Almost a quarter of the workforce is made up of part-time employees, many of whom feel they are under-employed and would be willing to work more every week.
Some 23.4% of workers are employed part-time as opposed to a fifth as an EU-wide average. Almost three in 10 part-time employees would like to work more each week but are unable to do so for a variety of reasons.
More than 54% of the country’s part-time staff are women who, as workers willing to take on extra hours and available to do so, identify themselves as underemployed.
The figures released by the European Commission’s statistics agency Eurostat show 128,000 people aged 15 to 74 working here are underemployed. This translates into almost 7% of the overall labour market.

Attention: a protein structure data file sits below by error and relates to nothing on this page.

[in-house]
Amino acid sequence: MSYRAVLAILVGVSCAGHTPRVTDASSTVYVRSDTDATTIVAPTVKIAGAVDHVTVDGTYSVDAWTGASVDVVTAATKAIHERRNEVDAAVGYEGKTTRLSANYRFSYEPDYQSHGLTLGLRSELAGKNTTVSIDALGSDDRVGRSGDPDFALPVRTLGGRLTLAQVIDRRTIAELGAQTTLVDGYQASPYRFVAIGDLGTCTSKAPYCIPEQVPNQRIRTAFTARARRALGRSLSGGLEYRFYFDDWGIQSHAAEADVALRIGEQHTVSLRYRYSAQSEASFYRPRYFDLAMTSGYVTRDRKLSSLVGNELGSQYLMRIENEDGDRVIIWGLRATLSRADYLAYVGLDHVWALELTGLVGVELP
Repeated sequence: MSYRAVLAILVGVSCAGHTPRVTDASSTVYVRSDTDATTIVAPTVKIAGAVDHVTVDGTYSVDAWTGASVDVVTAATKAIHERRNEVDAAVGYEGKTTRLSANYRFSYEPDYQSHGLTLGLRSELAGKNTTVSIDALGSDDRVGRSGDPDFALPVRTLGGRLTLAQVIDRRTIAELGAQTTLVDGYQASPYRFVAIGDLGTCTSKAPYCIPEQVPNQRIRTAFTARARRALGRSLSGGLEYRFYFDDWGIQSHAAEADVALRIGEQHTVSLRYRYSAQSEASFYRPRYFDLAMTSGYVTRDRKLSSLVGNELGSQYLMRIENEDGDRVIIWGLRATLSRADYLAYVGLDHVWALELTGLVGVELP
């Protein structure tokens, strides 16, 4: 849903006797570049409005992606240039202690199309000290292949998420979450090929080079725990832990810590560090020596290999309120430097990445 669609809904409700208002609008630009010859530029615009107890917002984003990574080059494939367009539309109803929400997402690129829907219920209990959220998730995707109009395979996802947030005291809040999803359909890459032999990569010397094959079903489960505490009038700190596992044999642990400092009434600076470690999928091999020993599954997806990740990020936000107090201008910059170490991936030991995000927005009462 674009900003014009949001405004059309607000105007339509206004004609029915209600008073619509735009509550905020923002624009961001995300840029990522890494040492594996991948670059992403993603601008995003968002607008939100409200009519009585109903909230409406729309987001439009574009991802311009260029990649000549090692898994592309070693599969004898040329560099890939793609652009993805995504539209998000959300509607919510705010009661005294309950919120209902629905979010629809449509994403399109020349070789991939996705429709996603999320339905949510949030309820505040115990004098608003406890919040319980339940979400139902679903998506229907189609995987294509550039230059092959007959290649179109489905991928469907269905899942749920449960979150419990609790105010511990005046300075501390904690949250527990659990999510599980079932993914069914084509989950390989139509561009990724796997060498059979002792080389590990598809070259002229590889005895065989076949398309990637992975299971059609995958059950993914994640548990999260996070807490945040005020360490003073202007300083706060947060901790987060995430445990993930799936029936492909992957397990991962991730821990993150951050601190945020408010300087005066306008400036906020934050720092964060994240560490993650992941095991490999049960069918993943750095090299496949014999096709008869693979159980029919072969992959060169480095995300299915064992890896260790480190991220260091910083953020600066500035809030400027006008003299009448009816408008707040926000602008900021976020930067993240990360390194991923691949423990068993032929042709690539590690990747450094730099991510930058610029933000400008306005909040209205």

Other EU countries with high proportions of part-time workers include Austria (27.7%), Belgium (24%), Denmark (25.5%), Germany (27.5%), the Netherlands (50.5%), Sweden (26.1%), and the UK (26.5%). However, the percentage of workers defining themselves as underemployed varies sharply between these and other member states. The Netherlands (4%) registered by far the smallest share of underemployed part-time workers.
Corresponding figures for countries with high rates of part-time working were Denmark (10.7%), Germany (14.9%), Sweden (19.1%), and the UK (22.4%).
Given the countries’ economic difficulties, a large number of workers in Greece and Spain would like to work extra hours but do not have the opportunity.
A majority of part-time workers wished to work more hours while being available to do so in Greece (72.1%), Cyprus (65.9%), and Spain (57.3%).
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